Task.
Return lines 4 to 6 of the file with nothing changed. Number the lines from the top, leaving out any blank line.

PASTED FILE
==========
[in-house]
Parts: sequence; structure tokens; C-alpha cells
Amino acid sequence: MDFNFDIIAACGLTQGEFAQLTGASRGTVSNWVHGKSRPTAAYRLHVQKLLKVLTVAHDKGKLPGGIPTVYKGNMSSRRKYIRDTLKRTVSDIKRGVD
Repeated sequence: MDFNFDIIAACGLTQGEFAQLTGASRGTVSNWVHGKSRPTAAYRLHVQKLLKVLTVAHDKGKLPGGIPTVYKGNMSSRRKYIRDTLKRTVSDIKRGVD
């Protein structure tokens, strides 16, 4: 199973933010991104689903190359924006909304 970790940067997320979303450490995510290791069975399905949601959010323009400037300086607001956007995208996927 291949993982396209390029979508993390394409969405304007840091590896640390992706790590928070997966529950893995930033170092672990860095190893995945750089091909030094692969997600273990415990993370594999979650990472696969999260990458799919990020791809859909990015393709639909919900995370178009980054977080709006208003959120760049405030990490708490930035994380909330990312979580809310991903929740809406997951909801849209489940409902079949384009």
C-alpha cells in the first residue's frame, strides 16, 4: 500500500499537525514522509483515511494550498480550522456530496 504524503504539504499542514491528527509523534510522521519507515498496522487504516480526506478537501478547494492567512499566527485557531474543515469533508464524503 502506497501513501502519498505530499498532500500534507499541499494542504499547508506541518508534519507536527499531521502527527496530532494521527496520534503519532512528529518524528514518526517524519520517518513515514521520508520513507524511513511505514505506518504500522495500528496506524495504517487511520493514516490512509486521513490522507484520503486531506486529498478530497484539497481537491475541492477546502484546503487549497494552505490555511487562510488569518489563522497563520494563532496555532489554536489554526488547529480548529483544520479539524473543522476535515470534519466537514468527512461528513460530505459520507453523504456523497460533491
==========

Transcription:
Repeated sequence: MDFNFDIIAACGLTQGEFAQLTGASRGTVSNWVHGKSRPTAAYRLHVQKLLKVLTVAHDKGKLPGGIPTVYKGNMSSRRKYIRDTLKRTVSDIKRGVD
């Protein structure tokens, strides 16, 4: 199973933010991104689903190359924006909304 970790940067997320979303450490995510290791069975399905949601959010323009400037300086607001956007995208996927 291949993982396209390029979508993390394409969405304007840091590896640390992706790590928070997966529950893995930033170092672990860095190893995945750089091909030094692969997600273990415990993370594999979650990472696969999260990458799919990020791809859909990015393709639909919900995370178009980054977080709006208003959120760049405030990490708490930035994380909330990312979580809310991903929740809406997951909801849209489940409902079949384009």
C-alpha cells in the first residue's frame, strides 16, 4: 500500500499537525514522509483515511494550498480550522456530496 504524503504539504499542514491528527509523534510522521519507515498496522487504516480526506478537501478547494492567512499566527485557531474543515469533508464524503 502506497501513501502519498505530499498532500500534507499541499494542504499547508506541518508534519507536527499531521502527527496530532494521527496520534503519532512528529518524528514518526517524519520517518513515514521520508520513507524511513511505514505506518504500522495500528496506524495504517487511520493514516490512509486521513490522507484520503486531506486529498478530497484539497481537491475541492477546502484546503487549497494552505490555511487562510488569518489563522497563520494563532496555532489554536489554526488547529480548529483544520479539524473543522476535515470534519466537514468527512461528513460530505459520507453523504456523497460533491